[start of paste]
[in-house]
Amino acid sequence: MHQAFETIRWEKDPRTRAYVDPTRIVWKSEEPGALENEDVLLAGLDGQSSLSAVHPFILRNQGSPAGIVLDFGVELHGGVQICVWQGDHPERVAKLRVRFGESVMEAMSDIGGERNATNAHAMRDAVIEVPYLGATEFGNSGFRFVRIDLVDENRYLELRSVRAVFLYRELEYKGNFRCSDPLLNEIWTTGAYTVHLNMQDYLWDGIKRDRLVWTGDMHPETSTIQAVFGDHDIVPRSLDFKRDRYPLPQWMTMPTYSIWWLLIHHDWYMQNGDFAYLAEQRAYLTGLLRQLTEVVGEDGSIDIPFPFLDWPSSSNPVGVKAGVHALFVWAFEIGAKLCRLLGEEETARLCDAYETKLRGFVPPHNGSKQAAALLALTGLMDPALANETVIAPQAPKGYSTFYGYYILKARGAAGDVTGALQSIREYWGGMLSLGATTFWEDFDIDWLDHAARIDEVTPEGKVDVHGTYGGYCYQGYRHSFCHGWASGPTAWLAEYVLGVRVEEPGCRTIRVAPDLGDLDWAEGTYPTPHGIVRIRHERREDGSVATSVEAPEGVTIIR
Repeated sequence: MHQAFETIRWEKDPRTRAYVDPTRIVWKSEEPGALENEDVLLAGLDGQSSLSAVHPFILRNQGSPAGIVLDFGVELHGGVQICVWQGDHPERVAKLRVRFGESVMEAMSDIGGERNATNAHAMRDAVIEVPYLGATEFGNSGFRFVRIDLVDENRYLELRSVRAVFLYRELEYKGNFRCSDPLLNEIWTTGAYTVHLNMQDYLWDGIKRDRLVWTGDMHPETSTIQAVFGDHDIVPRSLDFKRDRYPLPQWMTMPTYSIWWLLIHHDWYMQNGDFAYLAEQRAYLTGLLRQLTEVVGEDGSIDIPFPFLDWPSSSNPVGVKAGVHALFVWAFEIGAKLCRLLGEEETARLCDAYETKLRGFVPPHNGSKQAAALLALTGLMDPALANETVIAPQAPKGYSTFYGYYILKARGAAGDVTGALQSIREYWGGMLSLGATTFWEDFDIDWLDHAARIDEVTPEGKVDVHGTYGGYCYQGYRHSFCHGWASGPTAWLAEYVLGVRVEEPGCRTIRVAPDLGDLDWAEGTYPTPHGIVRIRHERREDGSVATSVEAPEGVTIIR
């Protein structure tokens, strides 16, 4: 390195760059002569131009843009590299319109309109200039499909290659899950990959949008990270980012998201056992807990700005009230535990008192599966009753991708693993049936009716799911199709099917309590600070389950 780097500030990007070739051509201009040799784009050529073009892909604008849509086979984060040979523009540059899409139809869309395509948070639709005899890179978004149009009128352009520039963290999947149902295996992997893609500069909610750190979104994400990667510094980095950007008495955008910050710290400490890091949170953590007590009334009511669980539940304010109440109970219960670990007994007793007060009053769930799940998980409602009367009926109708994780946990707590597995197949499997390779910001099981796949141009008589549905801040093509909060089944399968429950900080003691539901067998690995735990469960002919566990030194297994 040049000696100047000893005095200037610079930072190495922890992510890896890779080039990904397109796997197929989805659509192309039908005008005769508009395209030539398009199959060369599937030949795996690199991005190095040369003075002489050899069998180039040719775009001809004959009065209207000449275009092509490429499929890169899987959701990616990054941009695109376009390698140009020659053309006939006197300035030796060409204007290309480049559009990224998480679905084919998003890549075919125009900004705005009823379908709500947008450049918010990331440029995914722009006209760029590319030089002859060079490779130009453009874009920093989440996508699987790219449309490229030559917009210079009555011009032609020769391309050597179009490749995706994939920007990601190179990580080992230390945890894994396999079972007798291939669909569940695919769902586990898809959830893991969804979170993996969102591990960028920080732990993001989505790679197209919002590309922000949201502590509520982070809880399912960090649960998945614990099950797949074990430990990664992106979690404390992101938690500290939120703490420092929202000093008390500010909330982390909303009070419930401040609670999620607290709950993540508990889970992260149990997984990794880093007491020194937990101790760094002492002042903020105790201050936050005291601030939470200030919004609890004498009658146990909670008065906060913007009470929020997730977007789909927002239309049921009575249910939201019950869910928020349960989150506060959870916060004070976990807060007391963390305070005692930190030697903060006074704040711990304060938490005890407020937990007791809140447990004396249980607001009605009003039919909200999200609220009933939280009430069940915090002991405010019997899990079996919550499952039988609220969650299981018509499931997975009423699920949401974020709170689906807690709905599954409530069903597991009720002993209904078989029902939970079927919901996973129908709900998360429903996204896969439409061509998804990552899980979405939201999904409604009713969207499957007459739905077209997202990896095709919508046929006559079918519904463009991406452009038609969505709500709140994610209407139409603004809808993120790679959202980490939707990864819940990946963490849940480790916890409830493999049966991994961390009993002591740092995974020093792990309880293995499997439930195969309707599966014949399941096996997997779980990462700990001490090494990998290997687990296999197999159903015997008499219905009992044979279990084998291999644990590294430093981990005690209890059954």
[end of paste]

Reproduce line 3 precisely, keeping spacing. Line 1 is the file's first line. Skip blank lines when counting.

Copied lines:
Repeated sequence: MHQAFETIRWEKDPRTRAYVDPTRIVWKSEEPGALENEDVLLAGLDGQSSLSAVHPFILRNQGSPAGIVLDFGVELHGGVQICVWQGDHPERVAKLRVRFGESVMEAMSDIGGERNATNAHAMRDAVIEVPYLGATEFGNSGFRFVRIDLVDENRYLELRSVRAVFLYRELEYKGNFRCSDPLLNEIWTTGAYTVHLNMQDYLWDGIKRDRLVWTGDMHPETSTIQAVFGDHDIVPRSLDFKRDRYPLPQWMTMPTYSIWWLLIHHDWYMQNGDFAYLAEQRAYLTGLLRQLTEVVGEDGSIDIPFPFLDWPSSSNPVGVKAGVHALFVWAFEIGAKLCRLLGEEETARLCDAYETKLRGFVPPHNGSKQAAALLALTGLMDPALANETVIAPQAPKGYSTFYGYYILKARGAAGDVTGALQSIREYWGGMLSLGATTFWEDFDIDWLDHAARIDEVTPEGKVDVHGTYGGYCYQGYRHSFCHGWASGPTAWLAEYVLGVRVEEPGCRTIRVAPDLGDLDWAEGTYPTPHGIVRIRHERREDGSVATSVEAPEGVTIIR